Let's Talk Turkey: How To Find A Healthy, Ethical Thanksgiving Bird

mbg Sustainability Editor By Emma Loewe
mbg Sustainability Editor
Emma Loewe is the Sustainability Editor at mindbodygreen and the author of "The Spirit Almanac: A Modern Guide To Ancient Self Care."

Image by Darren Muir / Stocksy

In charge of the turkey this year? Choose a bird that suits your tastes, ethics, and budget with this comprehensive guide to five of the most common varieties.

Conventional turkey

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How is it raised?

The majority of birds you'll find on the center of Thanksgiving tables have been conventionally raised. These birds tend to be the least expensive, but you get what you pay for. Since producers are selling these turkeys at such a low price point, they need to raise enough of them to turn a profit, which can mean cramping lots of them into one small area, feeding them animal byproducts to make them grow faster, and pumping them with antibiotics.

Some misleading labels that are trying to put lipstick on a conventional bird include "natural" (this just means it doesn't have any added colorings or weird ingredients), hormone-free (by law, hormones cannot be used on hogs and poultry in the U.S.), or "antibiotics used only when needed" (the "when needed" part is vague and up for interpretation).

What does it taste like?

Beyond being inhumane, many conventional factory farm practices will affect the flavor of your bird. "I feel if you push nature too far too quick, you're not getting a good-quality product," says Theo Weening, a meat buyer who has spent the last 13 years as VP of meat and poultry for Whole Foods Market. He adds that turkeys raised on a vegetarian diet, without antibiotics, tend to grow in a more controlled way and have a richer flavor. The pros agree: When Bon Appétit set out to find the perfect turkey for their Thanksgiving spread this year, they immediately wrote off the conventionally raised bird as tough, dry, bland, and just plain sad.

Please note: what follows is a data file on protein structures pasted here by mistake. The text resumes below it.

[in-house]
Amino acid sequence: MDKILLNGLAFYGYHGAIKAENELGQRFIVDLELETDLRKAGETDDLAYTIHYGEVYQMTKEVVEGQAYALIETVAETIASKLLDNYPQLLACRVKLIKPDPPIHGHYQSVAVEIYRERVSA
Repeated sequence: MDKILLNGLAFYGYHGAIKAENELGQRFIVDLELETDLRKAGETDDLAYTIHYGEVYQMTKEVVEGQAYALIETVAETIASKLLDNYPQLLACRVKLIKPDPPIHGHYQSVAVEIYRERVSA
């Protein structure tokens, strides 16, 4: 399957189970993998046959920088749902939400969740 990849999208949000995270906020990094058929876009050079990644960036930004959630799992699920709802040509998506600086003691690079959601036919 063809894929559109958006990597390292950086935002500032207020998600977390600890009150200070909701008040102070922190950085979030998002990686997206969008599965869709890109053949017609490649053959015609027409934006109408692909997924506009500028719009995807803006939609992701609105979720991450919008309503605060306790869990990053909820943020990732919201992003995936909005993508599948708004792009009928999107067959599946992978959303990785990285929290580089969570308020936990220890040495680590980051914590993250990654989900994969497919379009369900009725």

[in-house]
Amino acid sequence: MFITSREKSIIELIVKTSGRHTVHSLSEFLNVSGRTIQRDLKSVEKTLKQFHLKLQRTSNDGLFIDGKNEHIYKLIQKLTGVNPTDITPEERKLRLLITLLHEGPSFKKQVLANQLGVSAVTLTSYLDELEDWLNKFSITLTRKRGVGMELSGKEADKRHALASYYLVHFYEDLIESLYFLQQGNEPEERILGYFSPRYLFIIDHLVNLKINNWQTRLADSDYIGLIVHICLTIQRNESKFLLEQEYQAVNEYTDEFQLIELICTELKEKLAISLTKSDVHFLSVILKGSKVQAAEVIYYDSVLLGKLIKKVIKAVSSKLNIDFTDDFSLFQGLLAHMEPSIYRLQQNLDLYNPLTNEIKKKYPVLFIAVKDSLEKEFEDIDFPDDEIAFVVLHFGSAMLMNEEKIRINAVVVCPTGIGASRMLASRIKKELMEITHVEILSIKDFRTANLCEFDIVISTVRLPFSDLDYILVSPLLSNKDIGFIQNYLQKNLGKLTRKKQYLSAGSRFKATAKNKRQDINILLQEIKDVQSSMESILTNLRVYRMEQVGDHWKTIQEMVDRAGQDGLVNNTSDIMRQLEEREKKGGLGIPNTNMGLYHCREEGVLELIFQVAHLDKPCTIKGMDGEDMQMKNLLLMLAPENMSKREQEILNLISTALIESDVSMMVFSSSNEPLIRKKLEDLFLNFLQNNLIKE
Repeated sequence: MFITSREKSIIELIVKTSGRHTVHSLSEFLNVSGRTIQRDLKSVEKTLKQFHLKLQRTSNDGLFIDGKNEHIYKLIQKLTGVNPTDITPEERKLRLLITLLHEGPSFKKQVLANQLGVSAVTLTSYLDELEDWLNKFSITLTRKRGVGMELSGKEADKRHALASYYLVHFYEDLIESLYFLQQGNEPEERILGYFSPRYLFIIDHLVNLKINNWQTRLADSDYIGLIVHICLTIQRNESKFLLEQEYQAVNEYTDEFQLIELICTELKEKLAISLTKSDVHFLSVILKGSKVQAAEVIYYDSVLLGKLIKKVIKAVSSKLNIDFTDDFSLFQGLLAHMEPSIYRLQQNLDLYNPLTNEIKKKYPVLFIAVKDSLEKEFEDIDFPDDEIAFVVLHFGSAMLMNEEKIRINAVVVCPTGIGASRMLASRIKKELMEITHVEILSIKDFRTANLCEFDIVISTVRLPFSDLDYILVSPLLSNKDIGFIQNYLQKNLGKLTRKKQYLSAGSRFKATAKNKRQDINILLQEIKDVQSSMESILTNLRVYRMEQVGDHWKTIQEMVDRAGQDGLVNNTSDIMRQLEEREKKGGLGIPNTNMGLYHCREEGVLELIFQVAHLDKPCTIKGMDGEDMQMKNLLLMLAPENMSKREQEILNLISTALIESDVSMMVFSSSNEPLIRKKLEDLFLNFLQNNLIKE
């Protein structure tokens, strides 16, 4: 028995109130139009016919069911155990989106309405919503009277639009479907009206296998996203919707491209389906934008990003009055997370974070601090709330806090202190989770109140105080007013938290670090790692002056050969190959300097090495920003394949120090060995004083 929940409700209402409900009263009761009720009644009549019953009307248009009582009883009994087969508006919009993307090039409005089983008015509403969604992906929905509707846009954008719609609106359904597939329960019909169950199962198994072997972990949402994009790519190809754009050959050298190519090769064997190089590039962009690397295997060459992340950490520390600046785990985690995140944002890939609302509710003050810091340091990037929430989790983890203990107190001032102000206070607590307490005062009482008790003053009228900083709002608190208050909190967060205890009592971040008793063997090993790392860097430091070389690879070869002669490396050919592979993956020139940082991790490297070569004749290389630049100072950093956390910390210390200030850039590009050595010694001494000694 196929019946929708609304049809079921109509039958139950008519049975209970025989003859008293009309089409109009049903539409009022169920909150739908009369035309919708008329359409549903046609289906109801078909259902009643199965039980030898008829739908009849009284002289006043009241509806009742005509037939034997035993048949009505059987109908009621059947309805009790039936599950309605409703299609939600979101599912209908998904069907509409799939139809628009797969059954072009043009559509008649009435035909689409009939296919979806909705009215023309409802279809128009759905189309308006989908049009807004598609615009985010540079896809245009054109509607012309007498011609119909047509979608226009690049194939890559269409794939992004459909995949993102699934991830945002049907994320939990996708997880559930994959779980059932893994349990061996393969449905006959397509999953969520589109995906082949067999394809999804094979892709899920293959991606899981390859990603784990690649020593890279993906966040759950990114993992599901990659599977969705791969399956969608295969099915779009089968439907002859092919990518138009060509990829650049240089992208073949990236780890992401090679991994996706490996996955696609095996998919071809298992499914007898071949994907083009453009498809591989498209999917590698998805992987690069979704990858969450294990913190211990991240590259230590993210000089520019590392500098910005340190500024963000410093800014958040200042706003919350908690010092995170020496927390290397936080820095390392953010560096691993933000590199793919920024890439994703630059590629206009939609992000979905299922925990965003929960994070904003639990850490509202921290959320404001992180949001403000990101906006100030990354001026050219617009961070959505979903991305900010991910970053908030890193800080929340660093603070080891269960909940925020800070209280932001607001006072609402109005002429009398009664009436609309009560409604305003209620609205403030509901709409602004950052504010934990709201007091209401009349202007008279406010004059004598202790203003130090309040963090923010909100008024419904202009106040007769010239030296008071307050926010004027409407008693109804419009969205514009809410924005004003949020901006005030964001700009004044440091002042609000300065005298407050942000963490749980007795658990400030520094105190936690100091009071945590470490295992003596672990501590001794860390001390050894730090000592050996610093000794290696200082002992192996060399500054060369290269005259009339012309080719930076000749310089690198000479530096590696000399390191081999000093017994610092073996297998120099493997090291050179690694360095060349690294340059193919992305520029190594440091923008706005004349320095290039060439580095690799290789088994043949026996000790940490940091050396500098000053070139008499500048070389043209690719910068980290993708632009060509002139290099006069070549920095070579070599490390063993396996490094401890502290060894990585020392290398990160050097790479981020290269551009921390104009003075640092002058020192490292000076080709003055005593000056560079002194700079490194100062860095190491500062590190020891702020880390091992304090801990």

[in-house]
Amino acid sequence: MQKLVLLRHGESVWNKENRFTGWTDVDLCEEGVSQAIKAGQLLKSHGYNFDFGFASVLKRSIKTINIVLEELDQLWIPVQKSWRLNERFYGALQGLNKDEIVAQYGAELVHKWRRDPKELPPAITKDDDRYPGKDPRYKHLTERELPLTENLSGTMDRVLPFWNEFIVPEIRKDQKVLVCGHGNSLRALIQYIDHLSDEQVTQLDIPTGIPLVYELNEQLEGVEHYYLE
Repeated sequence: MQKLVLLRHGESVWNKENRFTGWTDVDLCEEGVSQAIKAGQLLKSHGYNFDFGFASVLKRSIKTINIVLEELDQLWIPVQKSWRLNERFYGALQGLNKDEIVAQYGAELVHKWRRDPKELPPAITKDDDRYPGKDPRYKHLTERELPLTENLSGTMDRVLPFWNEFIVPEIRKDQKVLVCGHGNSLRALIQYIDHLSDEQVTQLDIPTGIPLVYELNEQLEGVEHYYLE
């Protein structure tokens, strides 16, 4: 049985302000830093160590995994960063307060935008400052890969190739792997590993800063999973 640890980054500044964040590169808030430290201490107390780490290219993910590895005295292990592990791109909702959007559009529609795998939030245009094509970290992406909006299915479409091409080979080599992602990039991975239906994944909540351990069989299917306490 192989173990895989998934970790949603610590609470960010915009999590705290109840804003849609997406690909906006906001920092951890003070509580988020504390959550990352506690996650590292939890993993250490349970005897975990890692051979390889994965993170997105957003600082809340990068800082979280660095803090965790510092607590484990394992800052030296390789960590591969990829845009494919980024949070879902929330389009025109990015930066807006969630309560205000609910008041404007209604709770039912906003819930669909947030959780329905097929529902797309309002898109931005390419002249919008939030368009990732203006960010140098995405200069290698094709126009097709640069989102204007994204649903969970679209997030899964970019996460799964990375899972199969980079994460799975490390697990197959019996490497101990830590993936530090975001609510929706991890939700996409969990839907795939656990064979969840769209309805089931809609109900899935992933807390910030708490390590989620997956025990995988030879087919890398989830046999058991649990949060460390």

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How much does it cost?

Conventional birds are the cheapest you'll find on the market, typically costing less than $1.50/pound.

Is it healthy?

It's up for debate: While the antibiotics in turkeys won't hurt you, the drug-resistant pathogens they promote could. A borderline unbelievable 80% of the antibiotics sold in the U.S. are now used for industrial livestock production, and as Consumer Reports explains, these can leave only the strongest bacteria—the stuff you really don't want squirming around—behind to be excreted in manure: "The bacteria continue to reproduce and spread resistance to other bacteria in the animal waste and can get into our environment via airborne dust blowing off of farms, and water and soil polluted with contaminated feces. In turn, those bacteria get on the animals' hides and skin and can contaminate the meat we eat when the animals are slaughtered."

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Free-range or free-roaming turkey 

How is it raised?

Seeing "free-roaming" on a label might make you think a bird lived its best life in sunny pastures, but that's not necessarily the case. By definition, free-roaming or free-range bird simply needs to have access to the outdoors for at least half of its life. So it could have spent most of its time outside, or it could have spent it in an otherwise dark, crammed coop with a small window or door (and been fed the same antibiotics and animal byproducts as the conventional bird). To make sure a free-range turkey was ethically raised, keep an eye out for the Certified Humane, which signifies an animal was handled in an appropriate manner and given access to at least eight hours of sunlight a day, or the Global Animal Partnership label, which sets minimum space requirements for the birds to move around.